A yellow frog sits on a green leaf

This frog farm in Colombia is trying to put poachers out of business

Treasures of Colombia breeds tiny amphibians, native to Colombian forests, for export to Europe and the US.

The World

Working in the dark with a headlamp, Ivan Ramos inspects a small frog that has black and yellow stripes. Carefully, he stretches its tiny legs to check its bones. Then, he places it in a container lined with cotton and foam, about the size of a hockey puck.

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Ramos snaps the container shut before the frog can jump out and puts it in a cooler where dozens of frogs already await export. 

A yellow frog with black dots in a plastic cup
A Lehmann’s poison frog, or Oophaga lehmanni, is placed in a container in which it will be taken to Europe. The container is lined with foam and wet cotton, which gives the frog humidity during the journey. Manuel Rueda/The World 

“Today, we are sending 68 animals to Europe,” Ramos explained as he prepared to pack the next amphibian. “They will go to Denmark via Germany.” 

Ramos works for Tesoros de Colombia (Treasures of Colombia), a company just outside of Bogotá, the capital, that sells frogs to collectors in Europe and the United States. Their goal is to put poachers out of business.

Related: Rhino poaching in South Africa declines during coronavirus lockdown

In hundreds of glass terrariums, the frog farm breeds tiny amphibians — about 2 inches long and native to Colombia’s forests — to export as pets.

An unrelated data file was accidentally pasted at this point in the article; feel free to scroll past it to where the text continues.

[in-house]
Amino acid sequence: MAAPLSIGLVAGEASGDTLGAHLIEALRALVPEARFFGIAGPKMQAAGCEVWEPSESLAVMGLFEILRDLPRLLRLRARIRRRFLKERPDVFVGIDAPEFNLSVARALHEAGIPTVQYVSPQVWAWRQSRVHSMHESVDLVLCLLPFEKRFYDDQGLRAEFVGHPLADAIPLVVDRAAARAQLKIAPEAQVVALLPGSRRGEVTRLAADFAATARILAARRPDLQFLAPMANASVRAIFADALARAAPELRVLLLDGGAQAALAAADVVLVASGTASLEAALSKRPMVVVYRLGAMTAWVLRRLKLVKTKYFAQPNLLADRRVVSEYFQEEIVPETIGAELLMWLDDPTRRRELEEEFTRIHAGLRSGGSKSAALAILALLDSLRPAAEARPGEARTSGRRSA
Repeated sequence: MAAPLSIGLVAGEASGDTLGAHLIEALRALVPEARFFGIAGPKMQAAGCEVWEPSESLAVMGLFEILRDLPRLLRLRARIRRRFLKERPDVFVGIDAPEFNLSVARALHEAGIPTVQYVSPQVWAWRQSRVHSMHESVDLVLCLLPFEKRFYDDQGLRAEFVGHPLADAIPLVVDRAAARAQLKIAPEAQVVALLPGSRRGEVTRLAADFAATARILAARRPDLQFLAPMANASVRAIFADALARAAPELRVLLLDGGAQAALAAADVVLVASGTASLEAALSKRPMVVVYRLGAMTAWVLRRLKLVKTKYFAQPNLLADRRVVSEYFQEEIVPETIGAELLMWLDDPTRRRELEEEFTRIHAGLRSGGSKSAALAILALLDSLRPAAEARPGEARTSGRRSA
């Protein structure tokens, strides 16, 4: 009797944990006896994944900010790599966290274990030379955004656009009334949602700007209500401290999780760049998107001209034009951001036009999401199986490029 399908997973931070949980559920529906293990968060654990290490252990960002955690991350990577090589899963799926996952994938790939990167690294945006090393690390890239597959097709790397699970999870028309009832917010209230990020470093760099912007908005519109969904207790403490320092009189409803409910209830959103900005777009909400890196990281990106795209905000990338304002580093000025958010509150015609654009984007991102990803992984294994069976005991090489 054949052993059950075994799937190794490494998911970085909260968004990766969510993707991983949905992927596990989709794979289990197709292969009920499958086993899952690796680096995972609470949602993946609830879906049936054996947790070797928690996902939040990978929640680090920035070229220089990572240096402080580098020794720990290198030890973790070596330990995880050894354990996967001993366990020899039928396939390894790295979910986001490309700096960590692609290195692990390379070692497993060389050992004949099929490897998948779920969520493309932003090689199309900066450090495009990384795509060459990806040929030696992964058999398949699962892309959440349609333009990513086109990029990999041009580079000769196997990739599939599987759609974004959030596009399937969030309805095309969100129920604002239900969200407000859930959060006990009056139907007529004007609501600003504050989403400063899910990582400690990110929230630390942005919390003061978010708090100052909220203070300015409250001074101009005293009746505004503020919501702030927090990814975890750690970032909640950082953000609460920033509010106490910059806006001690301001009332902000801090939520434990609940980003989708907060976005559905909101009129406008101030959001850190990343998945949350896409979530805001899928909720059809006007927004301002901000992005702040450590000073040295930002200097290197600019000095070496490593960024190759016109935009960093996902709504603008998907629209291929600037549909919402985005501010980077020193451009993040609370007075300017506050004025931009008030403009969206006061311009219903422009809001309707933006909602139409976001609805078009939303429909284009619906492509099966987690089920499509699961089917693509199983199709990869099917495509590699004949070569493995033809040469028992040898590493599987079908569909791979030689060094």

Glass cases known as terrariums hold the frogs.
Tesoros breeds frogs in hundreds of glass cases known as terrariums. Each one contains lights that help the frogs to develop and natural plants.Manuel Rueda/The World

“We are helping the authorities fight animal trafficking.  … We are giving buyers an alternative to get absolutely legal, healthy captive-bred animals.”

Ivan Lozano, owner, Tesoros de Colombia

“We are helping the authorities fight animal trafficking,” said Ivan Lozano, the owner. “We are giving buyers an alternative to get absolutely legal, healthy captive-bred animals.”  

Colombia is one of the world’s wealthiest countries when it comes to amphibians with more than 800 species. But this natural treasure is also being plundered on a regular basis by animal traffickers, which could endanger the survival of some species.

Every year, police confiscate hundreds of frogs at Colombia’s airports from traffickers who have been known to carry them in their hand luggage and even in small tubes used for film rolls. 

A 2020 study said that 80,000 members of one species — the Lehmann’s poison frog — were snatched from their natural habitat over three decades to be sold as pets.

Lozano figured the desire for these colorful animals is insatiable. That’s why he decided to try to supply legal frogs bred in captivity.

“These exotic species are really, really charismatic,” he said at his farm, surrounded by cloud forests. “And it’s really hard to educate a whole planet of people and tell them: ‘Please don’t collect them and keep them in your house.’” 

Lozanos’ company has permits from Colombia’s government to breed seven kinds of frogs. 

One is the Oophaga histrionica, or harlequin poison frog, with dozens of color combinations including red and black, blue and black and black with orange dots.